8 posts / 0 new
Last post
paulrenecyr's picture
paulrenecyr
Offline
Joined: 6/25/14
Posts: 10
Overheating

I know this has been covered before, but I just wanted to add my two cents.  I had a problem with the engine overheating when I ran it above about 1500 RPM.  I decided it was time for a complete cooling system overhaul anyway so that is what I did.  New fresh and seawater pumps, hoses, clamps, heat exchanger, thermostat, full flush and new antifreeze.  This was on a 1985 M25 engine on the C36.

Although I was extremely careful in trying to avoid any trapped air in the system, I still ended up with some.  I would run the engine without a thermostat and after a few minutes it would begin to run a little too hot.  I would try the air bleeding valve on top of the thermostat housing, got no air out.  I would shut down the engine and check the coolant level and there would be no change.

Finally I remembered reading somewhere about running the engine revs up to wide open momentarily as the engine temp begins to climb into the too hot range.  It said you may need to do this several times.  Sure enough after several tries I finally got any air pumped through and was able to add coolant.  I could then run the engine and it remained down at about 130 to 140 degrees.  I put the new thermostat back in and the engine runs at a consistent 160 through all RPM ranges.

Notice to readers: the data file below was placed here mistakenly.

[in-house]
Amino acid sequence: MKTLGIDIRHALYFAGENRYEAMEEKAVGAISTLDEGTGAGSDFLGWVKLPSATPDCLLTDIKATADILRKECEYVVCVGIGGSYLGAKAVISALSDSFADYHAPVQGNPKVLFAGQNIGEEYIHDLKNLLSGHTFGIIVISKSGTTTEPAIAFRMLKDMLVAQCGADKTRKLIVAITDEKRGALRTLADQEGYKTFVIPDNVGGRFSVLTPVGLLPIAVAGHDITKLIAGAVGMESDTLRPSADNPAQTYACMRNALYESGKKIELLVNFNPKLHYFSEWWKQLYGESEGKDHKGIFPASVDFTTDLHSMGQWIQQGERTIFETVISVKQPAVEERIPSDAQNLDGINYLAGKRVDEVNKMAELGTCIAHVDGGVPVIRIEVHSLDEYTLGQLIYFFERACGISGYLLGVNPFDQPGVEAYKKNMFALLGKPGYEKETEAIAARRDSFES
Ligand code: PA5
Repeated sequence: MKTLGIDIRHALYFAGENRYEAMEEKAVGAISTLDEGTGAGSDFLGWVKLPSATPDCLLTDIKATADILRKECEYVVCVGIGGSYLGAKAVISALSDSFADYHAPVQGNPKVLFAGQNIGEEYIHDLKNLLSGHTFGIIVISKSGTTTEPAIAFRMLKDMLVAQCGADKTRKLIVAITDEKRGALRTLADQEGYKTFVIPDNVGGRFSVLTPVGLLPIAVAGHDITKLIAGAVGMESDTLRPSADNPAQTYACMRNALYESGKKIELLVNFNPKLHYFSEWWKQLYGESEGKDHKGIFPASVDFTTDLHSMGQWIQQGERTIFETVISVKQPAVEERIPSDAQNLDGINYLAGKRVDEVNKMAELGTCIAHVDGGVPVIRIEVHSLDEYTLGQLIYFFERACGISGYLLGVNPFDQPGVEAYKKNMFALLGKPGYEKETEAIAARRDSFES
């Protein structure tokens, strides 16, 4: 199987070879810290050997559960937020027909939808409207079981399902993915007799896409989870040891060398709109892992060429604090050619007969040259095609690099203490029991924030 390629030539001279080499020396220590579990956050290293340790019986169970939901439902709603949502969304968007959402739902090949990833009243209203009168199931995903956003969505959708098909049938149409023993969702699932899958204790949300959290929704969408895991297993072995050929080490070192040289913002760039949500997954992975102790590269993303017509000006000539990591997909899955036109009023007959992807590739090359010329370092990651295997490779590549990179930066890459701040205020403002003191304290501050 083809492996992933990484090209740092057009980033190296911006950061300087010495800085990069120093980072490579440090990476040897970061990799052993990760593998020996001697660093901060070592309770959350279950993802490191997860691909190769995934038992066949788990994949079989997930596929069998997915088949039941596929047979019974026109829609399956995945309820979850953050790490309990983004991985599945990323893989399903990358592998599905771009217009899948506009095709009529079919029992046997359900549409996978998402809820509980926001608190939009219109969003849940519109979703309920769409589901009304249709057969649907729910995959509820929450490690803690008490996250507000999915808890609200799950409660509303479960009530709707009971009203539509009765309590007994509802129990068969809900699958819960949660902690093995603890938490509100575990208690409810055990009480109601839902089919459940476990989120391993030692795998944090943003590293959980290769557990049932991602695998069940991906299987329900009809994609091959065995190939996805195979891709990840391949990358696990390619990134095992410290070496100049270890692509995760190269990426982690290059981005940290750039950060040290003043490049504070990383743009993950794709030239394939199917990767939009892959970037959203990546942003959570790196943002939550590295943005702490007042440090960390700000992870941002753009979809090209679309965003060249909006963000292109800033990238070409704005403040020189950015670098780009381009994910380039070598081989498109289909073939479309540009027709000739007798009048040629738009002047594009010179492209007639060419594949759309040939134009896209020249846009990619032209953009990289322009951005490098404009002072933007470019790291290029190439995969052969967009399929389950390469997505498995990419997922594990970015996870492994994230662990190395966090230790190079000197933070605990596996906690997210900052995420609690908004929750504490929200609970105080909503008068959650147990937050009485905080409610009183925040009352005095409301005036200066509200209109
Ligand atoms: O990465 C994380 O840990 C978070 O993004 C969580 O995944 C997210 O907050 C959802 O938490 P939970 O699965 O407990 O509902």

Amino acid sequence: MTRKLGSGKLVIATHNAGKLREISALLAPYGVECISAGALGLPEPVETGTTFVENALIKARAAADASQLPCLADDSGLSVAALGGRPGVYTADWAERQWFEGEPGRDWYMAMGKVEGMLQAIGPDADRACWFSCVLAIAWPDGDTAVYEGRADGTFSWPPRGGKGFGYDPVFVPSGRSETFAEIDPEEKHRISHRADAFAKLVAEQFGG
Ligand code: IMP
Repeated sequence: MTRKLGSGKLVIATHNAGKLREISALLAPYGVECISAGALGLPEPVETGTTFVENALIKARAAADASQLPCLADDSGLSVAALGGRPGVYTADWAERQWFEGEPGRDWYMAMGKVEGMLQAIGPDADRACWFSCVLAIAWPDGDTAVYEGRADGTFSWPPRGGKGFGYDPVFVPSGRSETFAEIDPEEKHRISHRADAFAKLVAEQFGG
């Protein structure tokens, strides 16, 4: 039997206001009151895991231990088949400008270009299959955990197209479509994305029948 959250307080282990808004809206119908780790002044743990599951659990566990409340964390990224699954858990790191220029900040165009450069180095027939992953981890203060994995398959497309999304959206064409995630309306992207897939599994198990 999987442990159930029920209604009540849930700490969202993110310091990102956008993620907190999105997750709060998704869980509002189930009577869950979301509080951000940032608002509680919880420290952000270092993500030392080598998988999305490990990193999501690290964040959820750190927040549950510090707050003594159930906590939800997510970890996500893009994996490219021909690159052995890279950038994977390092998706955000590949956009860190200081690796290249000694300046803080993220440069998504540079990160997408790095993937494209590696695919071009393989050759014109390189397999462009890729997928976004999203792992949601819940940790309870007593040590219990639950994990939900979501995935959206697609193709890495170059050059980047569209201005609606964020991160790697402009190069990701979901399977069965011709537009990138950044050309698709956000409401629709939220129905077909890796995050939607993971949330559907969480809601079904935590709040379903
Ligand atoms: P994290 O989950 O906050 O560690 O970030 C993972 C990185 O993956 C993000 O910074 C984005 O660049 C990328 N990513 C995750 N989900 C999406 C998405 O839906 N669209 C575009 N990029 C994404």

So if the air bleeder does not work for you try revving the hell out of the engine.

Paul Cyr
C36  "At Last"
1985 hull# 369
Oriental, NC

stu jackson c34's picture
stu jackson c34
Offline
Joined: 12/3/08
Posts: 1270

Paul, good report.  That's a pretty old way to do it, and can acvtually scare new skippers since the engine has to overheat before the T stat opens to allow air out of the petcock.

Here's what we recommend: (Maine Sail suggests installing an automatic air vent in lieu of the petcock; we don't have room above our engines for that, but it's a great idea)

Engine Overheating 101 - How to Burp Your Engine (Reply #6)  http://c34.org/bbs/index.php/topic,4518.msg26462.html#msg26462

 

clennox's picture
clennox
Offline
Joined: 3/31/14
Posts: 212

I'm not sure if this a perfect way of bleeding the system.
I use a Stant automotive radiator pressure checker. I fill the system, pressurize with the pump. Start engine and bleed at the thermostat housing.

This does two things helps get air out and I can get for leaks. 
my 2 cents

paulrenecyr's picture
paulrenecyr
Offline
Joined: 6/25/14
Posts: 10

I tried the bleeder valve on top of the thermostat housing, with no luck.  I was also running the engine without a thermostat in place in case there was some junk flowing through the system.

Yes I was a little scared of revving the engine hard as it was overheating, but you really don't do it for very long.  Rev it a few times, stop let it cool, repeat, until temp starts to drop.

Was glad I had a good working engine during Hermine's visit last weekend.  Didn't need it, but glad it was ready.

Stevenjones's picture
Stevenjones
Offline
Joined: 6/29/07
Posts: 74

Paul.  Great post.  Thank you!
my C36 #2164 (2003 year) began to run a bit hot late last year, about 180°. 
I also did a complete cooling overhaul:
-removed and boiled out/cleaned out the HE heat exchanger-some of the tubes had pencil zinc debris.  I thought that would solve the issue.  It didn't. 
-changed the impeller in my Sherwood raw water pump. 
-new thermostat
-nearly all new hoses (except to water heater). 
-new high quality hose doubled hose clamps, checked to see if I clamped a hose off the nipple restricting flow.
-checked and cleaned the raw water strainer.
-checked the raw water thru hull for blockage, new hose. 
Still no change. 180-185°
-changed the temperature sending device, no change.